School of Rock to open first R.I. location in NP

School of Rock to open first R.I. location in NP

NORTH PROVIDENCE – School of Rock will open its first location in the Ocean State early this year, welcoming music enthusiasts to the plaza at 1270 Mineral Spring Ave.

Woonsocket native Dave LaSalle, who also owns and operates the music education company’s Attleboro, Mass., location, said he sees this new site as a great business opportunity, as well as a service to the community. As an entrepreneur with experience as an educator and professional musician, LaSalle describes his job as a perfect blend of his passions.

“Building a business, playing music, and working with kids, it’s really a perfect set of ingredients,” he told The Breeze.

School of Rock was originally established as the The Paul Green School of Rock Music in 2002, and serves as a for-profit educational company using a performance-based approach to music instruction. According to LaSalle, the company has more than 200 franchise locations in seven countries, offering services to more than 25,000 students.

LaSalle opened his Attleboro location about two years ago, and sees North Providence as a logical location for Rhode Island’s first School of Rock.

“North Providence is a great area with a lot of families, he said. “I feel that North Providence will be very well-served by what we do.”

The North Providence location is currently under construction and will sit in the rear of the plaza at 1270 Mineral Spring Avenue. The new facility will feature more than 3,600 square feet of practice and performance space and will be staffed by professional musicians providing instruction on several instruments, including guitar, bass drums, piano, and vocals. Similar to his Attleboro location, LaSalle expect the North Providence location will have the capacity for about 200 students.

In contrast to traditional music education, School of Rock offers a collaborative learning experience for both new and experienced musicians involving all elements of music performance.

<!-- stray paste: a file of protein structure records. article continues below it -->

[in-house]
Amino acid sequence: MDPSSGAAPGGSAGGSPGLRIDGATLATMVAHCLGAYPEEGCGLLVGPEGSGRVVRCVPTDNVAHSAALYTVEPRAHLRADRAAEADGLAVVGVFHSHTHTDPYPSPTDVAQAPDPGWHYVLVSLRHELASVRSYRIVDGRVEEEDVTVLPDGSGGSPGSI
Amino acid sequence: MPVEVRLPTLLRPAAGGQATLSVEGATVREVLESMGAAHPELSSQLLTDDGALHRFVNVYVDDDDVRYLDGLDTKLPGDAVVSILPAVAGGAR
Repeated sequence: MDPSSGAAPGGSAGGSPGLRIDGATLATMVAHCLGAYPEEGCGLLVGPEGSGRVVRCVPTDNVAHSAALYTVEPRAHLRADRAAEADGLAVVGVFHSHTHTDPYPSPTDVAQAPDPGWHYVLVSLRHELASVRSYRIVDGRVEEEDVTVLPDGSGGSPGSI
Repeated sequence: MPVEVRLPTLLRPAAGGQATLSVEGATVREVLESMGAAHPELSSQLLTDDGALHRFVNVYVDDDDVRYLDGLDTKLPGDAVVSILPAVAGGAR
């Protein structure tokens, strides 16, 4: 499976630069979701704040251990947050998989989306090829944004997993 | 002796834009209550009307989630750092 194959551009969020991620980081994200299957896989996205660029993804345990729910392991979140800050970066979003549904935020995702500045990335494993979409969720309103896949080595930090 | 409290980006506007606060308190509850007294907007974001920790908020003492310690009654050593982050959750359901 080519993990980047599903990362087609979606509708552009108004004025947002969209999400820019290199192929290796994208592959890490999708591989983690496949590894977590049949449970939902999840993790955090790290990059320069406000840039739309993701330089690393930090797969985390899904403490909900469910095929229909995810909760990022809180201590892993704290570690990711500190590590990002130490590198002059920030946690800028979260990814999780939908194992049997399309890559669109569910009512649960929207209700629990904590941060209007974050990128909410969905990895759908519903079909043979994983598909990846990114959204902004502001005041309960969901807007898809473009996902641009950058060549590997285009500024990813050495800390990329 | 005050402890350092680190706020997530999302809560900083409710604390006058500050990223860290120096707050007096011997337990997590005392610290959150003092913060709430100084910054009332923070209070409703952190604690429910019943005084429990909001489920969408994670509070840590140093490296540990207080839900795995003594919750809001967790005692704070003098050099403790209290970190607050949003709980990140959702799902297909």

“School of Rock is very different from traditional music lessons; we teach kids how to put on a show,” said LaSalle. “We are teaching kids not only how to play their instrument, but how to put on a show.”

“When kids are learning how to perform in a show, they are learning more than just guitar or drums,” he added. “They are going to learn stage presence, listening skills, band dynamics, and confidence building.”

While it is a for-profit venture, School of Rock occasionally offers music workshops to schools and community organizations. LaSalle also intends to develop a scholarship program for lower income families.

“We currently have a scholarship program with Attleboro schools, through the Rockability Foundation,” said LaSalle. “We expect to develop a similar program in North Providence.”

LaSalle encourages anyone in the area who may be interested in enrolling to stop by the Attleboro location and tour the facilities.

“The North Providence school, other than being a larger space, is going to be very similar in design to the Attleboro store,” said LaSalle.

“There are so many benefits to exposing kids to music, the arts, and sports at an early age,” he said. “It teaches life skills, such as team building, improvisation, and confidence building that our students can utilize for the rest of their lives.”

He added, “The stage is the ultimate teacher.” 
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